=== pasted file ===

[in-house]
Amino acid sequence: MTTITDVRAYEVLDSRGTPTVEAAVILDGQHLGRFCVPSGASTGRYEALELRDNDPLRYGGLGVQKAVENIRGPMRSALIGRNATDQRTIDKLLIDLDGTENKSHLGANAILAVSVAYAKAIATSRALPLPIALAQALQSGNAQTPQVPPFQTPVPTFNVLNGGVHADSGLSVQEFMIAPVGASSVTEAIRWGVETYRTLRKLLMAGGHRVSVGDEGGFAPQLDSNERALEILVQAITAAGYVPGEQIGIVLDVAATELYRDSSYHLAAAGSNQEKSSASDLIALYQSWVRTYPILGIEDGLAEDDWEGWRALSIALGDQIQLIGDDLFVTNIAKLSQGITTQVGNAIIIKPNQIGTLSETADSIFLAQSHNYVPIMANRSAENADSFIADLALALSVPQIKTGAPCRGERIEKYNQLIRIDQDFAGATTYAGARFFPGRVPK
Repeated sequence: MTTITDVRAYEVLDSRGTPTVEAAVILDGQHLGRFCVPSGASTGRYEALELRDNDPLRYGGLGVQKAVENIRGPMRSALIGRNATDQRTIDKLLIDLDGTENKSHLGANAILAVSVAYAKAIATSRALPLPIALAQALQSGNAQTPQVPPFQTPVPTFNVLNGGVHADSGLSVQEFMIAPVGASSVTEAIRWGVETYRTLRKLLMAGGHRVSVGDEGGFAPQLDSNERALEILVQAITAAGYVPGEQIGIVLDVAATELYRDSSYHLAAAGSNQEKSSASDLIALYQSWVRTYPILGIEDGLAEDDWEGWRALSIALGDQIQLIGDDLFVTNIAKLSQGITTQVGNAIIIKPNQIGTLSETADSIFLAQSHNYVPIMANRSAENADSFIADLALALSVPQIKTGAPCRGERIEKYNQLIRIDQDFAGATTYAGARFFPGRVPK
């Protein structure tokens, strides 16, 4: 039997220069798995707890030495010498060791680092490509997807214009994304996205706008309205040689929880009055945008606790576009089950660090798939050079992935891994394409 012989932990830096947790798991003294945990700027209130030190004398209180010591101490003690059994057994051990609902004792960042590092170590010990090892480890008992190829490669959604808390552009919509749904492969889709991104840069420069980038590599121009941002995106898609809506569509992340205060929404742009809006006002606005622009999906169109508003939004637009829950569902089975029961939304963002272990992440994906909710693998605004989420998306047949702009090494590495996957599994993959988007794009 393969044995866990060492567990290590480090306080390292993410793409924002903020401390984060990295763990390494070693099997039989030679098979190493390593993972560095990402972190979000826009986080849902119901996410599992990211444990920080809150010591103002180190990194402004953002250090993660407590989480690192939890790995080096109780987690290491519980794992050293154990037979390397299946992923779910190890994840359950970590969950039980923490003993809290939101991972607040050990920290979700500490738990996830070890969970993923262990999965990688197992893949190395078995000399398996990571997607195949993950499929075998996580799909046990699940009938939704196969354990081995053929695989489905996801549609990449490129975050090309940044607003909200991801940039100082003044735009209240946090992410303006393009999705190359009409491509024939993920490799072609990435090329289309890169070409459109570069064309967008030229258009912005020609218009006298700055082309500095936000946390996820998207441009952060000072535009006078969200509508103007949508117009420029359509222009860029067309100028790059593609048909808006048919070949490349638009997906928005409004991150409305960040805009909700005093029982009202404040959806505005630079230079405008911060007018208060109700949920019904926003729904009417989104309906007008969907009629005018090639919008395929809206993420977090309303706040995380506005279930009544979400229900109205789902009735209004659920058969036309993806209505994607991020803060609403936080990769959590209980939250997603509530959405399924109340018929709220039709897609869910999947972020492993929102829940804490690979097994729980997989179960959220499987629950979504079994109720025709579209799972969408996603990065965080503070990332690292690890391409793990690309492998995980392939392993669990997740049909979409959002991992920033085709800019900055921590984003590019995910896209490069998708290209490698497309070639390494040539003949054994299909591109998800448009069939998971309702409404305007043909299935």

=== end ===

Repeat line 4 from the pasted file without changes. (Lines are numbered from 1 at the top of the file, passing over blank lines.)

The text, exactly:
């Protein structure tokens, strides 16, 4: 039997220069798995707890030495010498060791680092490509997807214009994304996205706008309205040689929880009055945008606790576009089950660090798939050079992935891994394409 012989932990830096947790798991003294945990700027209130030190004398209180010591101490003690059994057994051990609902004792960042590092170590010990090892480890008992190829490669959604808390552009919509749904492969889709991104840069420069980038590599121009941002995106898609809506569509992340205060929404742009809006006002606005622009999906169109508003939004637009829950569902089975029961939304963002272990992440994906909710693998605004989420998306047949702009090494590495996957599994993959988007794009 393969044995866990060492567990290590480090306080390292993410793409924002903020401390984060990295763990390494070693099997039989030679098979190493390593993972560095990402972190979000826009986080849902119901996410599992990211444990920080809150010591103002180190990194402004953002250090993660407590989480690192939890790995080096109780987690290491519980794992050293154990037979390397299946992923779910190890994840359950970590969950039980923490003993809290939101991972607040050990920290979700500490738990996830070890969970993923262990999965990688197992893949190395078995000399398996990571997607195949993950499929075998996580799909046990699940009938939704196969354990081995053929695989489905996801549609990449490129975050090309940044607003909200991801940039100082003044735009209240946090992410303006393009999705190359009409491509024939993920490799072609990435090329289309890169070409459109570069064309967008030229258009912005020609218009006298700055082309500095936000946390996820998207441009952060000072535009006078969200509508103007949508117009420029359509222009860029067309100028790059593609048909808006048919070949490349638009997906928005409004991150409305960040805009909700005093029982009202404040959806505005630079230079405008911060007018208060109700949920019904926003729904009417989104309906007008969907009629005018090639919008395929809206993420977090309303706040995380506005279930009544979400229900109205789902009735209004659920058969036309993806209505994607991020803060609403936080990769959590209980939250997603509530959405399924109340018929709220039709897609869910999947972020492993929102829940804490690979097994729980997989179960959220499987629950979504079994109720025709579209799972969408996603990065965080503070990332690292690890391409793990690309492998995980392939392993669990997740049909979409959002991992920033085709800019900055921590984003590019995910896209490069998708290209490698497309070639390494040539003949054994299909591109998800448009069939998971309702409404305007043909299935």